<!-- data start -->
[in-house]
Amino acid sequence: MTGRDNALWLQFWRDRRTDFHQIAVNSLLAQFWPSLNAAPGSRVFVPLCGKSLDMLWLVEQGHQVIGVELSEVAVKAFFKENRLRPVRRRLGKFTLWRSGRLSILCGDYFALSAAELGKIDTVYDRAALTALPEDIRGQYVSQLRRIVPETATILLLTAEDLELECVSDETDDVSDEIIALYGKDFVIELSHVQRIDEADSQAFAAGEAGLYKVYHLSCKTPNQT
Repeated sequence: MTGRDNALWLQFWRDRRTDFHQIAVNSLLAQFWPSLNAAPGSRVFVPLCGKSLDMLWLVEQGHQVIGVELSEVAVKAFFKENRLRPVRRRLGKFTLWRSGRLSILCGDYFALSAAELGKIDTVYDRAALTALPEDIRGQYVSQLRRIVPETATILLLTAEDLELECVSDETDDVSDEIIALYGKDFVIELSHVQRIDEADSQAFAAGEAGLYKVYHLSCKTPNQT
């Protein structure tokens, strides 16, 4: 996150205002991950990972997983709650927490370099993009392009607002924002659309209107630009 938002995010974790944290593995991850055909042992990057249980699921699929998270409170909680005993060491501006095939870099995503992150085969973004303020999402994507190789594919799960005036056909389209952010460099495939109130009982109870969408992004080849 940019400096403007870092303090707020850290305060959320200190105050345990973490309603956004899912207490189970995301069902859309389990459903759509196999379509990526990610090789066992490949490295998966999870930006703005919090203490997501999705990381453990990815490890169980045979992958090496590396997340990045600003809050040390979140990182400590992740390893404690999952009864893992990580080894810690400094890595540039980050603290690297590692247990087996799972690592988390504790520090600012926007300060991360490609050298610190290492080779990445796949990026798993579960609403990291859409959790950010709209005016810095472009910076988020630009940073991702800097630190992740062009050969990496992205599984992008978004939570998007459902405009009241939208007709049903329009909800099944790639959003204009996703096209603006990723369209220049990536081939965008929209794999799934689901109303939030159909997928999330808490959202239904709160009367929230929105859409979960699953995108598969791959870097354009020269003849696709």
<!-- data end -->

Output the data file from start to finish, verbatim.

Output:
[in-house]
Amino acid sequence: MTGRDNALWLQFWRDRRTDFHQIAVNSLLAQFWPSLNAAPGSRVFVPLCGKSLDMLWLVEQGHQVIGVELSEVAVKAFFKENRLRPVRRRLGKFTLWRSGRLSILCGDYFALSAAELGKIDTVYDRAALTALPEDIRGQYVSQLRRIVPETATILLLTAEDLELECVSDETDDVSDEIIALYGKDFVIELSHVQRIDEADSQAFAAGEAGLYKVYHLSCKTPNQT
Repeated sequence: MTGRDNALWLQFWRDRRTDFHQIAVNSLLAQFWPSLNAAPGSRVFVPLCGKSLDMLWLVEQGHQVIGVELSEVAVKAFFKENRLRPVRRRLGKFTLWRSGRLSILCGDYFALSAAELGKIDTVYDRAALTALPEDIRGQYVSQLRRIVPETATILLLTAEDLELECVSDETDDVSDEIIALYGKDFVIELSHVQRIDEADSQAFAAGEAGLYKVYHLSCKTPNQT
């Protein structure tokens, strides 16, 4: 996150205002991950990972997983709650927490370099993009392009607002924002659309209107630009 938002995010974790944290593995991850055909042992990057249980699921699929998270409170909680005993060491501006095939870099995503992150085969973004303020999402994507190789594919799960005036056909389209952010460099495939109130009982109870969408992004080849 940019400096403007870092303090707020850290305060959320200190105050345990973490309603956004899912207490189970995301069902859309389990459903759509196999379509990526990610090789066992490949490295998966999870930006703005919090203490997501999705990381453990990815490890169980045979992958090496590396997340990045600003809050040390979140990182400590992740390893404690999952009864893992990580080894810690400094890595540039980050603290690297590692247990087996799972690592988390504790520090600012926007300060991360490609050298610190290492080779990445796949990026798993579960609403990291859409959790950010709209005016810095472009910076988020630009940073991702800097630190992740062009050969990496992205599984992008978004939570998007459902405009009241939208007709049903329009909800099944790639959003204009996703096209603006990723369209220049990536081939965008929209794999799934689901109303939030159909997928999330808490959202239904709160009367929230929105859409979960699953995108598969791959870097354009020269003849696709």